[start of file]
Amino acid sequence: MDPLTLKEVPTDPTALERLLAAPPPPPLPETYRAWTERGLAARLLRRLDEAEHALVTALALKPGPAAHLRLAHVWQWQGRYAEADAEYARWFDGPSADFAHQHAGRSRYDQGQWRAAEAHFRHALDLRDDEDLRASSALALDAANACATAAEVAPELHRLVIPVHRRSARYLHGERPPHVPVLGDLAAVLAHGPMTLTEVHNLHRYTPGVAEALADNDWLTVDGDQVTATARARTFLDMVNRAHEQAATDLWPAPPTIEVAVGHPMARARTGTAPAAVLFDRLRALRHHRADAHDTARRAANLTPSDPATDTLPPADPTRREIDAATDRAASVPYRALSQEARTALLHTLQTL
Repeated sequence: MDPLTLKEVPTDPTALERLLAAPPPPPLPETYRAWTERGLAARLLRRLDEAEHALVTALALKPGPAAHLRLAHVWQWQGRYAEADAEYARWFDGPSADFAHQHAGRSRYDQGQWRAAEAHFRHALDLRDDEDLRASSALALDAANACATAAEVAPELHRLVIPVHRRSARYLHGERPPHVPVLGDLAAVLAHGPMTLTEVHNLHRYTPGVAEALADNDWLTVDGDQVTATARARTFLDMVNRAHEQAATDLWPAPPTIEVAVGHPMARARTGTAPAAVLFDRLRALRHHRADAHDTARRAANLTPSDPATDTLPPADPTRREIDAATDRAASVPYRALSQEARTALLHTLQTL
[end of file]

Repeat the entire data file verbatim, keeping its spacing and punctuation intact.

Amino acid sequence: MDPLTLKEVPTDPTALERLLAAPPPPPLPETYRAWTERGLAARLLRRLDEAEHALVTALALKPGPAAHLRLAHVWQWQGRYAEADAEYARWFDGPSADFAHQHAGRSRYDQGQWRAAEAHFRHALDLRDDEDLRASSALALDAANACATAAEVAPELHRLVIPVHRRSARYLHGERPPHVPVLGDLAAVLAHGPMTLTEVHNLHRYTPGVAEALADNDWLTVDGDQVTATARARTFLDMVNRAHEQAATDLWPAPPTIEVAVGHPMARARTGTAPAAVLFDRLRALRHHRADAHDTARRAANLTPSDPATDTLPPADPTRREIDAATDRAASVPYRALSQEARTALLHTLQTL
Repeated sequence: MDPLTLKEVPTDPTALERLLAAPPPPPLPETYRAWTERGLAARLLRRLDEAEHALVTALALKPGPAAHLRLAHVWQWQGRYAEADAEYARWFDGPSADFAHQHAGRSRYDQGQWRAAEAHFRHALDLRDDEDLRASSALALDAANACATAAEVAPELHRLVIPVHRRSARYLHGERPPHVPVLGDLAAVLAHGPMTLTEVHNLHRYTPGVAEALADNDWLTVDGDQVTATARARTFLDMVNRAHEQAATDLWPAPPTIEVAVGHPMARARTGTAPAAVLFDRLRALRHHRADAHDTARRAANLTPSDPATDTLPPADPTRREIDAATDRAASVPYRALSQEARTALLHTLQTL